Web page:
The return to school lifted spirits and it’s proving somewhat contagious

No longer am I cranky, overwhelmed, sleep-deprived and guilt-laden Mum

“The floor is lava, Mum!” my two littles screamed as I arrived into the sittingroom one morning last week. Once I’d recovered from the bejaysus being scared out of me by the roars, I instinctively scanned the floor, just in case.

Because in this house there’s no telling what you might find there.

The two continued with their leaps from sofa to sofa squealing with delight and not at all paying any attention to me as I attempted to usher them away from their treacherous surroundings and up the stairs to brush their teeth before we left for school. There has been a marked improvement in their form since their return and it’s proving somewhat contagious.

It was like a weight lifted when they returned two weeks ago. Not it in its entirety and not just in terms of homeschooling pressures, because there were still plenty seated around the diningroom table competing for wifi and elbow space, but because the last few months have been an utterly unnatural situation for them. Like birds who had their wings clipped they were confined mostly to indoors, their only escape was walks they didn’t want to take, cut off from their friends, extended family, teachers, routine, outlets and all the things that children enjoy.


And I was like a pressure cooker. Attempting to juggle it all and berating myself for failing miserably. I wasn’t fun Mum. I was cranky, frustrated, overwhelmed, sleep-deprived and guilt-laden Mum who couldn’t manage to cherish this time that Twitter kept telling me I would never get back.

Guilt eases

There were deadlines to be met and so many children who just weren’t into the homeschooling this time – which was most unfortunate as the clear message was that the curriculum was continuing. But this week two more return to the fold and their education couldn’t be further from my mind. They have counted down the days, watched enviously as younger siblings scampered down the road to school and even shed a tear or two as the fear that it might not actually happen for them took over.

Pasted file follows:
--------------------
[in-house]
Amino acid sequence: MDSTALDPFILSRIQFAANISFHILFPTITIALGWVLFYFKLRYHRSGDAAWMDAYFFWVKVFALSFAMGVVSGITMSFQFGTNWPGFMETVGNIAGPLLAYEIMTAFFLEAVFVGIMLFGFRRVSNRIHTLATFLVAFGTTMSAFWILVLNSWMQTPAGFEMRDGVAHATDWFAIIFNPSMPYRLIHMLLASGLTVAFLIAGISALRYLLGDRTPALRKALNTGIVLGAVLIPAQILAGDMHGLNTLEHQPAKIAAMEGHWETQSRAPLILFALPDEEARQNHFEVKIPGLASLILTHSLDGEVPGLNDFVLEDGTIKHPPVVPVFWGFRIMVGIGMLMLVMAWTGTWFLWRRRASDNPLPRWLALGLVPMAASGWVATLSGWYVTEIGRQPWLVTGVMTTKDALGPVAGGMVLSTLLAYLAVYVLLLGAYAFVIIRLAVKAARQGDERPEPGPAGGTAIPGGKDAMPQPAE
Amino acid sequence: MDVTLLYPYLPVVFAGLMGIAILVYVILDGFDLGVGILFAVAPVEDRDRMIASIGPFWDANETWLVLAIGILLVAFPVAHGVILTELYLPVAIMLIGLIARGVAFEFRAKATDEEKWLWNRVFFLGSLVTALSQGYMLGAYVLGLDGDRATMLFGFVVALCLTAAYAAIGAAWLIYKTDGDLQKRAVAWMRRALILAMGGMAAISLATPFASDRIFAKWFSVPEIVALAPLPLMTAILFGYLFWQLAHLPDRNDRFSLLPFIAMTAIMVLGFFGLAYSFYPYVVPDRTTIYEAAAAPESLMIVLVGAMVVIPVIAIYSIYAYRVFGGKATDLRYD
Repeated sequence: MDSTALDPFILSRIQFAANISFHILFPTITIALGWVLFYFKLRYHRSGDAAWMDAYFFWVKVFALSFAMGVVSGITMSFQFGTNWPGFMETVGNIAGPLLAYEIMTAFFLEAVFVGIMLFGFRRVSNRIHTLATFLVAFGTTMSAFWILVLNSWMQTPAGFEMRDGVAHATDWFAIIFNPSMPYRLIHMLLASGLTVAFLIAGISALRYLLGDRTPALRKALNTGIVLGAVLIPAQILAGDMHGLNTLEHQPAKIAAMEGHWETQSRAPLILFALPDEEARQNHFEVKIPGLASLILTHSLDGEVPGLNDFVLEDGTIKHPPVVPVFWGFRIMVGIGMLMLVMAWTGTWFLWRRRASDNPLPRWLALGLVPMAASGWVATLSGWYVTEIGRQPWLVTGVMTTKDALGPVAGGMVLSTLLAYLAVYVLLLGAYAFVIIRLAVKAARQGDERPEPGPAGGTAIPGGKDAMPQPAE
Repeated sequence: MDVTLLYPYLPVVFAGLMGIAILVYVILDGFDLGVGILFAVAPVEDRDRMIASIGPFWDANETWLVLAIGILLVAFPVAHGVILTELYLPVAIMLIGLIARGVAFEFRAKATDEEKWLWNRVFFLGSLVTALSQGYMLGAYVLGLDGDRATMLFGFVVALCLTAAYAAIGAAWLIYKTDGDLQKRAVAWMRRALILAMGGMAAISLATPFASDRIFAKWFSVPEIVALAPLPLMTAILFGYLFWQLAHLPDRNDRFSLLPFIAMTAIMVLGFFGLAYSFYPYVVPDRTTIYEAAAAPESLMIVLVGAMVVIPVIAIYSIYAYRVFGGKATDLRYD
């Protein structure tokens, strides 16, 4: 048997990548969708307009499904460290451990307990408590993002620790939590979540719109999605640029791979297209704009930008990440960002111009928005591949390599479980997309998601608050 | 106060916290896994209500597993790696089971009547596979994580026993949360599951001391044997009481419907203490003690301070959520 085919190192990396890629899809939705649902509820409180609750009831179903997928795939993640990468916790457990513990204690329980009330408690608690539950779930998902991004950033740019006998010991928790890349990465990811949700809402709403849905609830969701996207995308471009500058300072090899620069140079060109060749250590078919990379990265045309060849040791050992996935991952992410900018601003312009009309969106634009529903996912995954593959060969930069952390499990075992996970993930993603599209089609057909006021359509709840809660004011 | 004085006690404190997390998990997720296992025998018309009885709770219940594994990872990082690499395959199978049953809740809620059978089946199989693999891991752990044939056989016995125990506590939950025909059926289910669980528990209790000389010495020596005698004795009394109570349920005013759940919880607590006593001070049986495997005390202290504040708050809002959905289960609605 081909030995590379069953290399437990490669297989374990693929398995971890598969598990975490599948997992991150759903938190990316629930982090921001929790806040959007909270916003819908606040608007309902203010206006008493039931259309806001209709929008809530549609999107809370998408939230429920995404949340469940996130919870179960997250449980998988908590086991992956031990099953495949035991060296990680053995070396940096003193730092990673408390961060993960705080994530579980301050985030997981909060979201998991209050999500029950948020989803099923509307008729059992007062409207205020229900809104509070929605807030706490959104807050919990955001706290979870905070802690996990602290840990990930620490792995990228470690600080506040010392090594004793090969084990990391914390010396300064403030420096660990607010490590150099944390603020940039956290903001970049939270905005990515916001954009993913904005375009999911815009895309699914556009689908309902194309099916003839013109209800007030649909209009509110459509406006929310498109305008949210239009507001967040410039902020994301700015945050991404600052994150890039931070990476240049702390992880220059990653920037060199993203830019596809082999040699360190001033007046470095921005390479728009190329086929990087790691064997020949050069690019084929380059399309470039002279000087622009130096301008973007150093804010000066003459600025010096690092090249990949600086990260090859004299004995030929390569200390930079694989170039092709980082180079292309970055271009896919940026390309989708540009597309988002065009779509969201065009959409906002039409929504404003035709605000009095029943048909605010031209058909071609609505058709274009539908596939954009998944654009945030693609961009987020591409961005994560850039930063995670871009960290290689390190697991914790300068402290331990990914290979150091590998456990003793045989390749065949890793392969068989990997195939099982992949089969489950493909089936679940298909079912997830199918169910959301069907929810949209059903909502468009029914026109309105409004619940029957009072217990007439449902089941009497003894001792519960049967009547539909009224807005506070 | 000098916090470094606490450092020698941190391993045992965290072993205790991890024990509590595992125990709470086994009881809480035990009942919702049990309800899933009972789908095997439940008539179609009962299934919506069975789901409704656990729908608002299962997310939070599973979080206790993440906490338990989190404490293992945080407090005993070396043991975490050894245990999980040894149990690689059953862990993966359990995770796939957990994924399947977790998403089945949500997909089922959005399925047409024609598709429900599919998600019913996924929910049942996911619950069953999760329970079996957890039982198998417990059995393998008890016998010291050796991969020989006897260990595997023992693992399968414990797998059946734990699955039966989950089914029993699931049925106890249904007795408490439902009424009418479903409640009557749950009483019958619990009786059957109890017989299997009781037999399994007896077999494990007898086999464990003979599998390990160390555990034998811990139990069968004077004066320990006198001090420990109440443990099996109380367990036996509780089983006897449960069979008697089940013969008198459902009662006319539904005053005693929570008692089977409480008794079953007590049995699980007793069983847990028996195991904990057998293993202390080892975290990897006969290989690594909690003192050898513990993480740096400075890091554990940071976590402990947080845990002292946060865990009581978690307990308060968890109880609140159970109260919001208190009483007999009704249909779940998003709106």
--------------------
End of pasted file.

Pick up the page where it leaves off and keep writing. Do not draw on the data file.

This week, as the older primary schoolchildren return, a little more of my guilt eases. The logical part of my brain reminds myself that there was little I could do about the school closures which lasted much longer than those initial extra two days added to the Christmas holidays, but the part which knew their wellbeing, needs and rights were compromised struggled with the inability to do anything about it.

The last two weeks have been filled with stories of new jolly phonics sounds, games in yard and tales of who is unbeatable at ultimate tag. There have been happy faces at drop off, bear hugs at collection time and tired, cranky small children at bedtime – cranky by virtue of the need to adapt to normal once again, as opposed to the lack of stimulation and interaction the previous few months have brought. I look forward to having a few more cranky dudes come bedtime as the week progresses.


And I am feeling a lot more like me of old. Time to work with a little less pressure and a lot less guilt. I can be Mammy of old to most of them again – contrary and craic in equal measure. The priority when it came to the school return has always been about wellbeing for me. Education can catch up. But that’s easy for me to say. Pressurised though it may be, I can help them catch up, if necessary, in due course. But if education is the great leveller, then we as a society can’t ignore the consequence of its loss entirely, felt more by some than others as a result of school closures.

Four down, one who won’t make it back to college this year, and two more holding on, wondering if the post-Easter return will really happen. One mammy hoping eyes remain firmly on the prize as the weeks pass. Our teenagers are not back yet and they really need to be. Just because they’re older doesn’t mean they or their needs matter any less.

I feel I’m wishing my life away at the moment. Wishing the next stage was here, just to make sure it happens. But while we wait with a degree of unease, I’ll enjoy the smiles from the ones who have returned and return this week, for now jumping out of bed without much coaxing, eager to see their friends and teachers again, one keen to soak up every moment of his remaining last months in primary school.

And I’ll relish the feral, excited mornings dodging lava in the sittingroom. It beats the subdued resignation that had taken hold for a while.